the final lot the house was on was part of a large subdivision and sold for $23,000. in 1961. The purchaser had a reduced price from $30K and was expected to demolish the mansion. He & his wife met Cynthia and she requested the chandelier near the entry if he ever sold or demolished. The owner(Mr G)agreed. Original sub-dividers very upset as residence was used to repair and build organs for some of our finest cathedrals. Owner collected original plates of pheasant species that Kuser had financed to document all (sub)species. House was museum like 1986 when I visited. I estimated replacement value at $7-8 million. Gold leaf ceilings and the famous "Pheasant smoking room" where male guests gathered to partake various forms of tobacco. The house was 4 stories including a full 4th floor that housed a battery bank that provided all necessary electricity cooper lined water tank and a theater that could seat several hundred. A Basking Ridge real estate broker(Elaine L) tried to develop this into a prep school 1958-1959. I thought this was Tyson's residence but not so not even close. This had 40,000+ sq/ft plus 3/4 cellar that housed 3 cars, wine cellar, large work area & monster heating systems. How incredible to kill a vintage bottle and let yourself drift.... oh ...his wife swore the place was haunted & and had many non-threatening encounters. These people donated High Point to NJ and also another large parcel closer to NY City. They had huge market shares in NJ power & Light and Prudential Life Ins. as well as seating on the BOD.Delete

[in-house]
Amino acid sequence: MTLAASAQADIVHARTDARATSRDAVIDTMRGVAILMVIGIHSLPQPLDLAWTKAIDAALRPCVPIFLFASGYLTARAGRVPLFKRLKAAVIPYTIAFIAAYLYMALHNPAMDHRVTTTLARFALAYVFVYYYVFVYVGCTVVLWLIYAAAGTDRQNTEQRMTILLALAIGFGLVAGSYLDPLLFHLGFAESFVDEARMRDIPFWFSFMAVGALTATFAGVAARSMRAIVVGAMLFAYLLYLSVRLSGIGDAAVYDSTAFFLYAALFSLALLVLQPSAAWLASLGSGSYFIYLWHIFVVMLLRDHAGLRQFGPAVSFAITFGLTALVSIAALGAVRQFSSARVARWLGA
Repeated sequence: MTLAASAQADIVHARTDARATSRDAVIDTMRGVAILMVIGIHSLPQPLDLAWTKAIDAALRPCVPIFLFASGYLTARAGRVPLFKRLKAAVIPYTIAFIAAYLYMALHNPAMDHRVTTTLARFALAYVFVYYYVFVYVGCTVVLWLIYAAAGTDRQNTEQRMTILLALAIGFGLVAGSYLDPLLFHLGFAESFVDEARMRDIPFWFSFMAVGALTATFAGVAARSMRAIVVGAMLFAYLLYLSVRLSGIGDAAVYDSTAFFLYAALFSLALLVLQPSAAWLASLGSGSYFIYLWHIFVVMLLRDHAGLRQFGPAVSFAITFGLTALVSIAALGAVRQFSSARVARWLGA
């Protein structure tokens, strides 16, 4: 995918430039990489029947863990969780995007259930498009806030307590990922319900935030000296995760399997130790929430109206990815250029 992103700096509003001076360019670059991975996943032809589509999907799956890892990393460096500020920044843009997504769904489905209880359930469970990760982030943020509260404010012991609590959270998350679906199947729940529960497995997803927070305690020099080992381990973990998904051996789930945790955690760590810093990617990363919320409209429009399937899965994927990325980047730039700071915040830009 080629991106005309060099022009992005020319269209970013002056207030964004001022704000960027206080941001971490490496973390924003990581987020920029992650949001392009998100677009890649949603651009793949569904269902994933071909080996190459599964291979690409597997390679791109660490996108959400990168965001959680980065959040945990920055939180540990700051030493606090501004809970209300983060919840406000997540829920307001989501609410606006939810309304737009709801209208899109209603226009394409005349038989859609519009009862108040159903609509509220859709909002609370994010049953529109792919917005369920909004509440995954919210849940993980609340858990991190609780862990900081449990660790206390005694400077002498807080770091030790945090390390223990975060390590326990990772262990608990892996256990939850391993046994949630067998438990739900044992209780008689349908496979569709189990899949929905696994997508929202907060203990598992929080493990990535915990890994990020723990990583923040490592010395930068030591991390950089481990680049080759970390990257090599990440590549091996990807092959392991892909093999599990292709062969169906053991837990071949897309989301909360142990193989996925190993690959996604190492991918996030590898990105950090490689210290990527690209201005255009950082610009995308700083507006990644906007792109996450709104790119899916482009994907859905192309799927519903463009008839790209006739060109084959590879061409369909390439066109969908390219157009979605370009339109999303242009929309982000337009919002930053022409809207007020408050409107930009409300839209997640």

Thank you, Chip. Hoppin and Koen, very interesting. Is it in good shape today?ReplyDelete
The house was renovated from top to bottom in 2002-4 by current owners. The interiors, incidentally, are identical to those found at the Neue Galerie in New York City - http://www.neuegalerie.org/ and the renovation was done by the same, German architect, Anabelle Selldorf from NYC.Delete
I can't say if it is in good shape or not, although it looks pretty good in the Bing views. It doesn't even look too hemmed in by the newer houses on the subdivided parcels!ReplyDelete
The Bernardsville house was designed by Carerre and Hastings (sp). The car in the courtyard is a 1936 Packard limousine convertible. The property consisted of 13 acres (not ten). The name "Villa d'Andre" was adopted in honor of the owners first (and only) son. This owner possessed the house from 1961 to 1993. You could have come and taken a tour, we would not have minded. Lots of people came just for tours.ReplyDelete
The house cannot be seen from the street (unless they cut the trees down.) How could they subdivide it? There was no way to make driveways...
Does anyone know what it looked like after they renovated? Is it restored, or ruined?
'Georgian Court was designed by Bruce Price, famous for among other things, the original club, gate complex, village and cottages in Tuxedo Park.'ReplyDelete
Bruce Price is also famous today for having been the father of Emily Post.
I stumbled on this this morning, and see that it is an older article, but anyway... I've been the Bernard mansion few times a year for service work since the mid 2000s renovation. I didnt get to see it pre renovation, but with the exception of a modern kitchen, the first floor appears to be restored /ReplyDelete
saved and is quite beautiful. It was featured in Architectural Digest sometime last year